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Jan 22, 2015 - Jüri Reimand*, Omar Wagih, Gary D. Bader* ..... specific signatures of protein expression from the Human Protein Atlas [31] and defined a cat-.


Evolutionary Constraint and Disease Associations of Post-Translational Modification Sites in Human Genomes Jüri Reimand*, Omar Wagih, Gary D. Bader* The Donnelly Centre, University of Toronto, Canada * [email protected] (JR); [email protected] (GDB)


OPEN ACCESS Citation: Reimand J, Wagih O, Bader GD (2015) Evolutionary Constraint and Disease Associations of Post-Translational Modification Sites in Human Genomes. PLoS Genet 11(1): e1004919. doi:10.1371/journal.pgen.1004919 Editor: Chris Cotsapas, Yale School of Medicine, UNITED STATES Received: July 4, 2014 Accepted: November 24, 2014 Published: January 22, 2015 Copyright: © 2015 Reimand et al. This is an open access article distributed under the terms of the Creative Commons Attribution License, which permits unrestricted use, distribution, and reproduction in any medium, provided the original author and source are credited.

Interpreting the impact of human genome variation on phenotype is challenging. The functional effect of protein-coding variants is often predicted using sequence conservation and population frequency data, however other factors are likely relevant. We hypothesized that variants in protein post-translational modification (PTM) sites contribute to phenotype variation and disease. We analyzed fraction of rare variants and non-synonymous to synonymous variant ratio (Ka/Ks) in 7,500 human genomes and found a significant negative selection signal in PTM regions independent of six factors, including conservation, codon usage, and GC-content, that is widely distributed across tissue-specific genes and function classes. PTM regions are also enriched in known disease mutations, suggesting that PTM variation is more likely deleterious. PTM constraint also affects flanking sequence around modified residues and increases around clustered sites, indicating presence of functionally important short linear motifs. Using target site motifs of 124 kinases, we predict that at least *180,000 motif-breaker amino acid residues that disrupt PTM sites when substituted, and highlight kinase motifs that show specific negative selection and enrichment of disease mutations. We provide this dataset with corresponding hypothesized mechanisms as a community resource. As an example of our integrative approach, we propose that PTPN11 variants in Noonan syndrome aberrantly activate the protein by disrupting an uncharacterized cluster of phosphorylation sites. Further, as PTMs are molecular switches that are modulated by drugs, we study mutated binding sites of PTM enzymes in disease genes and define a drug-disease network containing 413 novel predicted disease-gene links.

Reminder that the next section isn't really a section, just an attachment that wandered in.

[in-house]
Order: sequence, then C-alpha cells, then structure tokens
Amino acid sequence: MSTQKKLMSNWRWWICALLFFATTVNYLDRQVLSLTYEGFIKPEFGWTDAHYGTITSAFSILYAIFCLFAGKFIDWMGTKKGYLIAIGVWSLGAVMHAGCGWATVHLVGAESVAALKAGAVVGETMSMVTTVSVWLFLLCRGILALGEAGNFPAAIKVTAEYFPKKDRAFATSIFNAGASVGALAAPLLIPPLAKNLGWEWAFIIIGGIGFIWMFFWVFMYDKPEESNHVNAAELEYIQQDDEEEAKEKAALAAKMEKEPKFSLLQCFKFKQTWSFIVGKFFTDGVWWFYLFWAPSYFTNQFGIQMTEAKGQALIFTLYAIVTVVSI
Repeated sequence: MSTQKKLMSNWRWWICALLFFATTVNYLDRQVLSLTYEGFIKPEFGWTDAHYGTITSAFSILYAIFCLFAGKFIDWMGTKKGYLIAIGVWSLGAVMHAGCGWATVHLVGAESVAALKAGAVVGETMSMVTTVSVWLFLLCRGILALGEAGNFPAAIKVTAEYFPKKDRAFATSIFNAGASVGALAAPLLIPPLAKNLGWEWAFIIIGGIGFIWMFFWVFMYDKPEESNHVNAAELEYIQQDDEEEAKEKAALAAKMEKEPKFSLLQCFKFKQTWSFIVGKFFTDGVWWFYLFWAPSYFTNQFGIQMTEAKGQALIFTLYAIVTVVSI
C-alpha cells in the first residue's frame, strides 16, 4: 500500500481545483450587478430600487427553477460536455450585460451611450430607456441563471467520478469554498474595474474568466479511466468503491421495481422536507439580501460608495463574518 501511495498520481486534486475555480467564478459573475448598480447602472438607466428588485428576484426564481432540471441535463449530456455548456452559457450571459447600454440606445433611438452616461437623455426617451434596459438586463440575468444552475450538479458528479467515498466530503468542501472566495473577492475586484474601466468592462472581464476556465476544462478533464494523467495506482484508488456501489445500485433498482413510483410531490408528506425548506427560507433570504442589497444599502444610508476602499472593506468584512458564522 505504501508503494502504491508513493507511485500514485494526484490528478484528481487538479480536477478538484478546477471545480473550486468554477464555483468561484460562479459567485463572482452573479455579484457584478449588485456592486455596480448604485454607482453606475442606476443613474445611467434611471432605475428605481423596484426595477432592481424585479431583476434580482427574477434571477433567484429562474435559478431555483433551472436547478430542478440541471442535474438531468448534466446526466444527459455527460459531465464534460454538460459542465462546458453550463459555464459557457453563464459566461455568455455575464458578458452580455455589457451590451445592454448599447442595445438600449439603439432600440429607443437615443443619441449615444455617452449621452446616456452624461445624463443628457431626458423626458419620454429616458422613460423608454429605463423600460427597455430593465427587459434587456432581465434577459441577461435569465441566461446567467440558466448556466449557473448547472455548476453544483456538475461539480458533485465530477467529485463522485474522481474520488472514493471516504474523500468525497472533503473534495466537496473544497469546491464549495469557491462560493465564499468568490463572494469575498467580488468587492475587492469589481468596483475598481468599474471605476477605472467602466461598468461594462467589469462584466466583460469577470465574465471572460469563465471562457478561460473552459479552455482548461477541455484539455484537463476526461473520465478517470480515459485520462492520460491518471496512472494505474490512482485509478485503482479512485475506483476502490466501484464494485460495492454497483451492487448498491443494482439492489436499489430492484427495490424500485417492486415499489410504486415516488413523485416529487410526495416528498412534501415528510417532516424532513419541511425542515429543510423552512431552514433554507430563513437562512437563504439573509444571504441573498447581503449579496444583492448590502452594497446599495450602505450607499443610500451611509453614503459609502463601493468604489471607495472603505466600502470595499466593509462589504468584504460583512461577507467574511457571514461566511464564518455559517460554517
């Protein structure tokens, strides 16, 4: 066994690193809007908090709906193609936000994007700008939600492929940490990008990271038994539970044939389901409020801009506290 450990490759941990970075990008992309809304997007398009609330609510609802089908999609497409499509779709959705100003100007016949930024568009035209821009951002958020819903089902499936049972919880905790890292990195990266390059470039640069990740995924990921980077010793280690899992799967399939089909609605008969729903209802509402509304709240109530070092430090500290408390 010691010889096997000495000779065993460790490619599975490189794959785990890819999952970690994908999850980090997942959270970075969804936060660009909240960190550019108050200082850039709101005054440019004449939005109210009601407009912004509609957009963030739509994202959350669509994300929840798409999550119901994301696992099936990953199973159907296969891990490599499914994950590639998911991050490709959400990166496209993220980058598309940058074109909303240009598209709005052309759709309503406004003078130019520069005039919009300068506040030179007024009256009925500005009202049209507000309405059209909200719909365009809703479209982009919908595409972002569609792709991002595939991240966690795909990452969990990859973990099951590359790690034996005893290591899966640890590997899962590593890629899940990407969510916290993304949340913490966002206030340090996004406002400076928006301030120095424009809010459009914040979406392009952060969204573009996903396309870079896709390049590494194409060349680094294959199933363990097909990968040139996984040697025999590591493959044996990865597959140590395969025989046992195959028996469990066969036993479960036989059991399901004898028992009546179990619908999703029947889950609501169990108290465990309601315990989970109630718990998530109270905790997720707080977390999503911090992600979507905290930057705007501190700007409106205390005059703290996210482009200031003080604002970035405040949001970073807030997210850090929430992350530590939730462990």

Data Availability Statement: All relevant data are within the paper and its Supporting Information files. Funding: This work was supported by the Canadian Institutes of Health Research (CIHR) grant MOP84324 and the National Resource for Network Biology (NRNB) award No. P41 GM103504. The funders had no role in study design, data collection and analysis, decision to publish, or preparation of the manuscript. Competing Interests: The authors have declared that no competing interests exist.

Author Summary Individual human genomes differ in numerous and infrequent small-scale changes such as single nucleotide variants. Understanding the biological role of variation and impact on phenotypes such as physical appearance or disease risk is an important challenge. We studied human variation of post-translational modification (PTM) sites spanning >11% of protein sequence. PTMs are chemical modifications of protein residues that extend protein functions and regulate many cellular processes. We found that PTM sites are

PLOS Genetics | DOI:10.1371/journal.pgen.1004919

January 22, 2015

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Human Variation of Post-Translational Modification Sites

specifically conserved among humans, indicating that these sequence regions are particularly important for human physiology. We confirm this observation by carefully studying other factors of genome variability, concluding that human PTM sites are broadly constrained in biological contexts. PTM sites are also significantly enriched in disease mutations, thus we can better understand disease genetics by analysing PTMs. We highlight 152 genes where disease mutations significantly accumulate in PTM regions, and integrate these with pharmacological information of PTM enzymes to predict new drug candidates to diseases. As an example, we propose a novel mechanism to PTPN11 mutations implicated in Noonan syndrome. This work aids understanding of the selective forces acting on protein-coding genome sequence and provides an integrative framework for predicting variant function in population and disease.